Population growth is higher than the national average, with a 6.4% increase, in the Somerset County Council area, since 1991, and a 17% increase since 1981. The population density is 1.4 persons per hectare, which can be compared to 2.07 persons per hectare for the South West region. Within the county, population density ranges 0.5 in West Somerset to 2.2 persons per hectare in Taunton Deane. The percentage of the population who are economically active is higher than the regional and national average, and the unemployment rate is lower than the regional and national average.
Somerset has a high indigenous British population, with 98.8% registering as white British and 92.4% of these as born in the United Kingdom. Chinese is the largest ethnic group, while the black minority ethnic proportion of the total population is 2.9%. Over 25% of Somerset's population is concentrated in Taunton, Bridgwater and Yeovil. The rest of the county is rural and sparsely populated. Over 9 million tourist nights are spent in Somerset each year, which significantly increases the population at peak times.
|Population since 1801|
|Somerset CC area||187,266||276,684||277,563||280,215||282,411||284,740||305,244||327,505||355,292||385,698||417,450||468,395||498,093|
The county is divided into nine constituencies, each returning one Member of Parliament (MP) to the House of Commons. In the May 2015 general election, all nine constituencies of the county elected Conservative MPs. The current constituencies of Somerset are Bridgwater and West Somerset, North East Somerset, North Somerset, Bath, Somerton and Frome, Taunton Deane, Wells, Yeovil, and Weston-super-Mare.
The ceremonial county of Somerset consists of a two-tier non-metropolitan county, which is administered by Somerset County Council and five district councils, and two unitary authority areas (whose councils combine the functions of a county and a district). The five districts of Somerset are West Somerset, South Somerset, Taunton Deane, Mendip, and Sedgemoor. The two unitary authorities — which were established on 1 April 1996 following the break-up of the short-lived county of Avon — are North Somerset, and Bath & North East Somerset.
These unitary authorities formed part of the administrative county of Somerset before the creation of Avon (a county created to cover Bristol and its environs in north Somerset and south Gloucestershire) in 1974. Bath however was a largely independent county borough during the existence of the administrative county of Somerset (from 1889 to 1974).
In 2007, proposals to abolish the five district councils in favour of a unitary authority (covering the existing two-tier county) were rejected following local opposition. West Somerset is the least populous district (except for the two sui generis districts) in England.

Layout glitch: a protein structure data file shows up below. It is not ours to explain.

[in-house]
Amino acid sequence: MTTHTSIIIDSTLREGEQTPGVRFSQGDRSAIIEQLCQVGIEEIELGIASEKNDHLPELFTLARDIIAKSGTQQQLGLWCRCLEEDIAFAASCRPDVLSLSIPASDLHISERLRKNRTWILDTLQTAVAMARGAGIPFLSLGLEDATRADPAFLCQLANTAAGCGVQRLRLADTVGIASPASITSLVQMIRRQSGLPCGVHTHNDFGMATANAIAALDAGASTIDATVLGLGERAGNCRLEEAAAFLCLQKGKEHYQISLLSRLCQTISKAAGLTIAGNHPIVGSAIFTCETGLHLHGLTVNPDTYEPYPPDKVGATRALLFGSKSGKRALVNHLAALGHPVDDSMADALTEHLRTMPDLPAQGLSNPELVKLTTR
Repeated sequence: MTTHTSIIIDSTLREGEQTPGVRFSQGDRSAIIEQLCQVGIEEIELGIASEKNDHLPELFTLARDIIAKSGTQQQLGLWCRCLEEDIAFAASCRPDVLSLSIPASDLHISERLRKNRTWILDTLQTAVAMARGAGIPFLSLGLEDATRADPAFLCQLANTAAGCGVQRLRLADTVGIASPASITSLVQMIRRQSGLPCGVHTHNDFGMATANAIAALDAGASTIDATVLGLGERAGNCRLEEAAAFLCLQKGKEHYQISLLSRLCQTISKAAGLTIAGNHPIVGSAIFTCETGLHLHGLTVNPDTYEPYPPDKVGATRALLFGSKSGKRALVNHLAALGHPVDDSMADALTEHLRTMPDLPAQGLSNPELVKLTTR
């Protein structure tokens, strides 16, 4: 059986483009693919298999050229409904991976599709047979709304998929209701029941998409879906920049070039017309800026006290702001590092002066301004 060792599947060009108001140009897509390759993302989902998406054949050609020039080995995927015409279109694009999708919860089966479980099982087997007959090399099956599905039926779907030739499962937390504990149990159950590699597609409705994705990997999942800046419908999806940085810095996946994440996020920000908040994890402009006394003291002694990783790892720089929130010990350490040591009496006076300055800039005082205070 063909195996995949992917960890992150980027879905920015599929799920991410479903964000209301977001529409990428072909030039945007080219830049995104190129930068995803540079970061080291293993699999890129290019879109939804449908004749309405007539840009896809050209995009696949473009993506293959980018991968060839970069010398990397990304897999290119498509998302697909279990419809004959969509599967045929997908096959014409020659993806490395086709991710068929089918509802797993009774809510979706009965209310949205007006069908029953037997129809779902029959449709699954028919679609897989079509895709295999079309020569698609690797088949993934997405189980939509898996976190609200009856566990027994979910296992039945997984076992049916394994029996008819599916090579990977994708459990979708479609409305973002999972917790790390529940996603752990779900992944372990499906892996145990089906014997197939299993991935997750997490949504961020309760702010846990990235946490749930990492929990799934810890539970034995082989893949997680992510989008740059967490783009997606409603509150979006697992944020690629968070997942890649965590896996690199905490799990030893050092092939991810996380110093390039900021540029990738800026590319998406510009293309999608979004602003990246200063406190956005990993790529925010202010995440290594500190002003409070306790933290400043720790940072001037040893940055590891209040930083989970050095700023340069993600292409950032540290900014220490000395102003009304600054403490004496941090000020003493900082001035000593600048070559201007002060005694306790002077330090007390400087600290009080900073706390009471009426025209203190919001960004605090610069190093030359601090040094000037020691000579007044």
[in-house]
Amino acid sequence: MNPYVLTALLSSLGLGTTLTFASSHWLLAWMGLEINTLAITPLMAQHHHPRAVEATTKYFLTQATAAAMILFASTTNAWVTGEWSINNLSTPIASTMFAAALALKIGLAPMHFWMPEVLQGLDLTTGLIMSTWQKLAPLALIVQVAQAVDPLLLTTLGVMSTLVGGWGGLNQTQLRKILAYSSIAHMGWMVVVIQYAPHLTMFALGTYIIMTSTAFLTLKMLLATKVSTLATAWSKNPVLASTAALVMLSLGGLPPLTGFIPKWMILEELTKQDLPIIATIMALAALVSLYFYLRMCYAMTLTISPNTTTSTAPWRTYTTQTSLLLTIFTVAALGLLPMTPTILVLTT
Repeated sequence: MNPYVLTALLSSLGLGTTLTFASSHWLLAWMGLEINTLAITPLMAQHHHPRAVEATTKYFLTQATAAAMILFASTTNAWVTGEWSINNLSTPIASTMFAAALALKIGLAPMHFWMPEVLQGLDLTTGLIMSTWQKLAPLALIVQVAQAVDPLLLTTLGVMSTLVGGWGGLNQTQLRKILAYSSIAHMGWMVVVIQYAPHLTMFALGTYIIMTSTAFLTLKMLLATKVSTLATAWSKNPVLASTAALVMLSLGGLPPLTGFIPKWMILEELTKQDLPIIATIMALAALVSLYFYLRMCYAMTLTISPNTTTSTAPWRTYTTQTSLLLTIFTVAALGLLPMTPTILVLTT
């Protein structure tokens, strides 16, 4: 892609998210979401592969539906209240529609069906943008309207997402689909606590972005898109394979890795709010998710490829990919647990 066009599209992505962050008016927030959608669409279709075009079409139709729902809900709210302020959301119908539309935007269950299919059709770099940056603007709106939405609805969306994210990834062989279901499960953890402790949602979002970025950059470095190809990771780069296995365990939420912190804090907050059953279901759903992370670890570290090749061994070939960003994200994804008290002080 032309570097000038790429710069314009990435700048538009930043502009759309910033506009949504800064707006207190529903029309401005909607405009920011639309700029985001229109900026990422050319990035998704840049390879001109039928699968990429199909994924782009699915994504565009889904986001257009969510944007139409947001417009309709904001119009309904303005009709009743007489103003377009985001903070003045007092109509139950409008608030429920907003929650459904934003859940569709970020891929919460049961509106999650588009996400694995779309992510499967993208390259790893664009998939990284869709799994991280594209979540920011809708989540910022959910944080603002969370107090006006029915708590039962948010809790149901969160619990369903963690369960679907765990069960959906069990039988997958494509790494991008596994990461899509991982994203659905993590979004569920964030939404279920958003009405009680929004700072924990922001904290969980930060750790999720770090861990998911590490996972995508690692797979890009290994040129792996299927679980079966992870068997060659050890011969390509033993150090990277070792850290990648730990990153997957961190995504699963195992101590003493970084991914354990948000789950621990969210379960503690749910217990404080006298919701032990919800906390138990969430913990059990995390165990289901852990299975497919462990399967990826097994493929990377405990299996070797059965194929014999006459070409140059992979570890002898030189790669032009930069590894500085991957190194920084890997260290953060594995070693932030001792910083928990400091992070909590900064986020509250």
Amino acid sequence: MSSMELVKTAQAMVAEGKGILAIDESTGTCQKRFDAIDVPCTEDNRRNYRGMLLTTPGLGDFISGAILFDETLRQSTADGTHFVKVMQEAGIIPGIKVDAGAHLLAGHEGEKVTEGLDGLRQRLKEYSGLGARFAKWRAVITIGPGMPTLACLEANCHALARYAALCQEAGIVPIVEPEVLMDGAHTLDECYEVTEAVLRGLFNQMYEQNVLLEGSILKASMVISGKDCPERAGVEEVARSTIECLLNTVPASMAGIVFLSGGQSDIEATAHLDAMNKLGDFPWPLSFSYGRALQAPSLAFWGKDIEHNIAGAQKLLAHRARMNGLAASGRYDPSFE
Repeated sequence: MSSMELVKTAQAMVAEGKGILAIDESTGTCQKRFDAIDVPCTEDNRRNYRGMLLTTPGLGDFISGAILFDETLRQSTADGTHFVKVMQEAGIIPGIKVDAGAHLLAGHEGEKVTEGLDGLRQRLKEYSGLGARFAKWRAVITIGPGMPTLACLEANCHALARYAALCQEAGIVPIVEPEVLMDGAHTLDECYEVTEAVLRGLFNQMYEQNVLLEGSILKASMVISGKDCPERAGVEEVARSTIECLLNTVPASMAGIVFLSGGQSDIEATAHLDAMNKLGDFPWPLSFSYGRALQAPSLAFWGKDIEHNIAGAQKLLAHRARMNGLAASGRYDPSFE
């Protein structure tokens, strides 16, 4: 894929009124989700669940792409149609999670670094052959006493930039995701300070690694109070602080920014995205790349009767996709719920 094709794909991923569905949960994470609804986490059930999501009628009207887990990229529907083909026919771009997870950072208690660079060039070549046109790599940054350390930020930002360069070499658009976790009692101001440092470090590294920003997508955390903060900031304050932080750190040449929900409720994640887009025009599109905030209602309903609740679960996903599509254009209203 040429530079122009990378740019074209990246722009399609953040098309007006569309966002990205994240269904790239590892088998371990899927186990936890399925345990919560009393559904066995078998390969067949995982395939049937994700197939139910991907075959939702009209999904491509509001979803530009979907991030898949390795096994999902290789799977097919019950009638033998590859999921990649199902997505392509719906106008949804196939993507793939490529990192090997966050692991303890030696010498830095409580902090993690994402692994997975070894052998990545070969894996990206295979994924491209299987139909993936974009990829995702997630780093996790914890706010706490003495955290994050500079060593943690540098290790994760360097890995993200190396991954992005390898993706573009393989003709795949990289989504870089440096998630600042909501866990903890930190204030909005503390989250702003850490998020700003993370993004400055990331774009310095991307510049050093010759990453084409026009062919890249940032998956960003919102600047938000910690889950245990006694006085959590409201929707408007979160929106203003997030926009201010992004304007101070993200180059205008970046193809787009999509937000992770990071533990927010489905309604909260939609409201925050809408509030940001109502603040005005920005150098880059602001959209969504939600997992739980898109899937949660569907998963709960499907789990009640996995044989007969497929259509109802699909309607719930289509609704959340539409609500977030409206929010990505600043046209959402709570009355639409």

Almost all of the county is covered by the lowest/most local form of English local government, the civil parish, with either a town or parish council (a city council in the instance of Wells) or a parish meeting; some parishes group together, with a single council or meeting for the group. The city of Bath (the area of the former county borough) and much of the town of Taunton are unparished areas.
All of the ceremonial county of Somerset is covered by the Avon and Somerset Constabulary, a police force which also covers Bristol and South Gloucestershire. The Devon and Somerset Fire and Rescue Service was formed in 2007 upon the merger of the Somerset Fire and Rescue Service with its neighbouring Devon service; it covers the area of Somerset County Council as well as the entire ceremonial county of Devon. The unitary districts of North Somerset and Bath & North East Somerset are instead covered by the Avon Fire and Rescue Service, a service which also covers Bristol and South Gloucestershire. The South Western Ambulance Service covers the entire South West of England, including all of Somerset; prior to February 2013 the unitary districts of Somerset came under the Great Western Ambulance Service, which merged into South Western. The Dorset and Somerset Air Ambulance is a charitable organisation based in the county.
Somerset has traditions of art, music and literature. Wordsworth and Coleridge wrote while staying in Coleridge Cottage, Nether Stowey. The writer Evelyn Waugh spent his last years in the village of Combe Florey. The novelist John Cowper Powys (1872-1963) lived in the Somerset village of Montacute from 1885 until 1894 and his novels Wood and Stone (1915) and A Glastonbury Romance (1932) are set in Somerset.
Traditional folk music, both song and dance, was important in the agricultural communities. Somerset songs were collected by Cecil Sharp and incorporated into works such as Holst's A Somerset Rhapsody. Halsway Manor near Williton is an international centre for folk music. The tradition continues today with groups such as The Wurzels specialising in Scrumpy and Western music.
The Glastonbury Festival of Contemporary Performing Arts takes place most years in Pilton, near Shepton Mallet, attracting over 170,000 music and culture lovers from around the world to see world-famous entertainers. The Big Green Gathering which grew out of the Green fields at the Glastonbury Festival is held in the Mendip Hills between Charterhouse and Compton Martin each summer. The annual Bath Literature Festival is one of several local festivals in the county; others include the Frome Festival and the Trowbridge Village Pump Festival, which, despite its name, is held at Farleigh Hungerford in Somerset. The annual circuit of West Country Carnivals is held in a variety of Somerset towns during the autumn, forming a major regional festival, and the largest Festival of Lights in Europe.